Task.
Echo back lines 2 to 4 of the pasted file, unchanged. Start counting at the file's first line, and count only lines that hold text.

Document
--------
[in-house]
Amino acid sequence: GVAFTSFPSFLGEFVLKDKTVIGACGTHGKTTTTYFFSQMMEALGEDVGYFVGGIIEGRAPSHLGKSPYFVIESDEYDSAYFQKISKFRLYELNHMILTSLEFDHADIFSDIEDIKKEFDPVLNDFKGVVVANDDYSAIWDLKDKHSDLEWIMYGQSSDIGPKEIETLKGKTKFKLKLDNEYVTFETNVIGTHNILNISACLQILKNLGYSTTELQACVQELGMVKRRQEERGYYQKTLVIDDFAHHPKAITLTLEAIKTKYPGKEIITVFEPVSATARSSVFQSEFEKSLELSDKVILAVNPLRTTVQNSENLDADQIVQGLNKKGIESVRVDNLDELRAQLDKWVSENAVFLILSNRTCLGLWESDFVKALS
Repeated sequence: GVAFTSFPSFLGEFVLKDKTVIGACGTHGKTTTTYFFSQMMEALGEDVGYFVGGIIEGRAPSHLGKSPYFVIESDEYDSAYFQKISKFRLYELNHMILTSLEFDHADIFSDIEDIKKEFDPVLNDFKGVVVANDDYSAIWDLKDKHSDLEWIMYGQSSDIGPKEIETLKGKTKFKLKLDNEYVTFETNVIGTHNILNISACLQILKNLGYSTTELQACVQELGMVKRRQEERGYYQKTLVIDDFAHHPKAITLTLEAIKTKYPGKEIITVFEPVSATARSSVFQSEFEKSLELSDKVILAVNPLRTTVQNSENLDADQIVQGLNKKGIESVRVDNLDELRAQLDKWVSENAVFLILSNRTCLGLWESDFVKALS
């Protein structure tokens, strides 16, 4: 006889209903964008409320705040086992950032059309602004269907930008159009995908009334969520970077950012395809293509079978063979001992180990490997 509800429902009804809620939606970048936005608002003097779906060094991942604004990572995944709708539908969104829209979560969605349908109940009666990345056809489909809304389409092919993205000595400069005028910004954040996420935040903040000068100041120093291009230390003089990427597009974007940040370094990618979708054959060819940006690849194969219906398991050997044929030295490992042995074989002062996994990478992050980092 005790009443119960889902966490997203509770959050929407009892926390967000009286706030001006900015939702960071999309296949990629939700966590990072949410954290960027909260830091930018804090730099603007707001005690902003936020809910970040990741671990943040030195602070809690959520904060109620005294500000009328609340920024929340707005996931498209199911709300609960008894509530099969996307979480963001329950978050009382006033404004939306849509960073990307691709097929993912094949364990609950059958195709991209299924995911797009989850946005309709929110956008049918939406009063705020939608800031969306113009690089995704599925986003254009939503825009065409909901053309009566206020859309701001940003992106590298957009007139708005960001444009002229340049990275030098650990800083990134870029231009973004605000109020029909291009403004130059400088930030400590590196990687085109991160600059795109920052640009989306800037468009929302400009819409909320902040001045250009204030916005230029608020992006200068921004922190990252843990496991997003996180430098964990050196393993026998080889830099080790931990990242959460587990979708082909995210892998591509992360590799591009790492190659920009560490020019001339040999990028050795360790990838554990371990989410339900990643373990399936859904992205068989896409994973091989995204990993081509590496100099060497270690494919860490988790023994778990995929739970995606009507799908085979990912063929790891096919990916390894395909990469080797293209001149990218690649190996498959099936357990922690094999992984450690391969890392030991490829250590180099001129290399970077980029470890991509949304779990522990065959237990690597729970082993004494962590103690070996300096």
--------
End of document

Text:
Amino acid sequence: GVAFTSFPSFLGEFVLKDKTVIGACGTHGKTTTTYFFSQMMEALGEDVGYFVGGIIEGRAPSHLGKSPYFVIESDEYDSAYFQKISKFRLYELNHMILTSLEFDHADIFSDIEDIKKEFDPVLNDFKGVVVANDDYSAIWDLKDKHSDLEWIMYGQSSDIGPKEIETLKGKTKFKLKLDNEYVTFETNVIGTHNILNISACLQILKNLGYSTTELQACVQELGMVKRRQEERGYYQKTLVIDDFAHHPKAITLTLEAIKTKYPGKEIITVFEPVSATARSSVFQSEFEKSLELSDKVILAVNPLRTTVQNSENLDADQIVQGLNKKGIESVRVDNLDELRAQLDKWVSENAVFLILSNRTCLGLWESDFVKALS
Repeated sequence: GVAFTSFPSFLGEFVLKDKTVIGACGTHGKTTTTYFFSQMMEALGEDVGYFVGGIIEGRAPSHLGKSPYFVIESDEYDSAYFQKISKFRLYELNHMILTSLEFDHADIFSDIEDIKKEFDPVLNDFKGVVVANDDYSAIWDLKDKHSDLEWIMYGQSSDIGPKEIETLKGKTKFKLKLDNEYVTFETNVIGTHNILNISACLQILKNLGYSTTELQACVQELGMVKRRQEERGYYQKTLVIDDFAHHPKAITLTLEAIKTKYPGKEIITVFEPVSATARSSVFQSEFEKSLELSDKVILAVNPLRTTVQNSENLDADQIVQGLNKKGIESVRVDNLDELRAQLDKWVSENAVFLILSNRTCLGLWESDFVKALS
């Protein structure tokens, strides 16, 4: 006889209903964008409320705040086992950032059309602004269907930008159009995908009334969520970077950012395809293509079978063979001992180990490997 509800429902009804809620939606970048936005608002003097779906060094991942604004990572995944709708539908969104829209979560969605349908109940009666990345056809489909809304389409092919993205000595400069005028910004954040996420935040903040000068100041120093291009230390003089990427597009974007940040370094990618979708054959060819940006690849194969219906398991050997044929030295490992042995074989002062996994990478992050980092 005790009443119960889902966490997203509770959050929407009892926390967000009286706030001006900015939702960071999309296949990629939700966590990072949410954290960027909260830091930018804090730099603007707001005690902003936020809910970040990741671990943040030195602070809690959520904060109620005294500000009328609340920024929340707005996931498209199911709300609960008894509530099969996307979480963001329950978050009382006033404004939306849509960073990307691709097929993912094949364990609950059958195709991209299924995911797009989850946005309709929110956008049918939406009063705020939608800031969306113009690089995704599925986003254009939503825009065409909901053309009566206020859309701001940003992106590298957009007139708005960001444009002229340049990275030098650990800083990134870029231009973004605000109020029909291009403004130059400088930030400590590196990687085109991160600059795109920052640009989306800037468009929302400009819409909320902040001045250009204030916005230029608020992006200068921004922190990252843990496991997003996180430098964990050196393993026998080889830099080790931990990242959460587990979708082909995210892998591509992360590799591009790492190659920009560490020019001339040999990028050795360790990838554990371990989410339900990643373990399936859904992205068989896409994973091989995204990993081509590496100099060497270690494919860490988790023994778990995929739970995606009507799908085979990912063929790891096919990916390894395909990469080797293209001149990218690649190996498959099936357990922690094999992984450690391969890392030991490829250590180099001129290399970077980029470890991509949304779990522990065959237990690597729970082993004494962590103690070996300096």